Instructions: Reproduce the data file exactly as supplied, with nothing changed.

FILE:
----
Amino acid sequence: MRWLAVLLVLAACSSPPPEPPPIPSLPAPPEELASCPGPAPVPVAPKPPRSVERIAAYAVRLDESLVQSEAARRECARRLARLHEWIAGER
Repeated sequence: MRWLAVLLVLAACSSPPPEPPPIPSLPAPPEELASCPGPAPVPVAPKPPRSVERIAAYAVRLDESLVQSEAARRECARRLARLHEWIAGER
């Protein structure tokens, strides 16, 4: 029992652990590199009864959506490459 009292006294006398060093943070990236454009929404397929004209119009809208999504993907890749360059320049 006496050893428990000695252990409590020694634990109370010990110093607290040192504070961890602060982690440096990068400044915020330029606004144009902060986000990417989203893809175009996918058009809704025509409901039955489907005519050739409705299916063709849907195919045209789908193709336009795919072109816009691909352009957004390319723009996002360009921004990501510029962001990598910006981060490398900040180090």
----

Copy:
Amino acid sequence: MRWLAVLLVLAACSSPPPEPPPIPSLPAPPEELASCPGPAPVPVAPKPPRSVERIAAYAVRLDESLVQSEAARRECARRLARLHEWIAGER
Repeated sequence: MRWLAVLLVLAACSSPPPEPPPIPSLPAPPEELASCPGPAPVPVAPKPPRSVERIAAYAVRLDESLVQSEAARRECARRLARLHEWIAGER
């Protein structure tokens, strides 16, 4: 029992652990590199009864959506490459 009292006294006398060093943070990236454009929404397929004209119009809208999504993907890749360059320049 006496050893428990000695252990409590020694634990109370010990110093607290040192504070961890602060982690440096990068400044915020330029606004144009902060986000990417989203893809175009996918058009809704025509409901039955489907005519050739409705299916063709849907195919045209789908193709336009795919072109816009691909352009957004390319723009996002360009921004990501510029962001990598910006981060490398900040180090």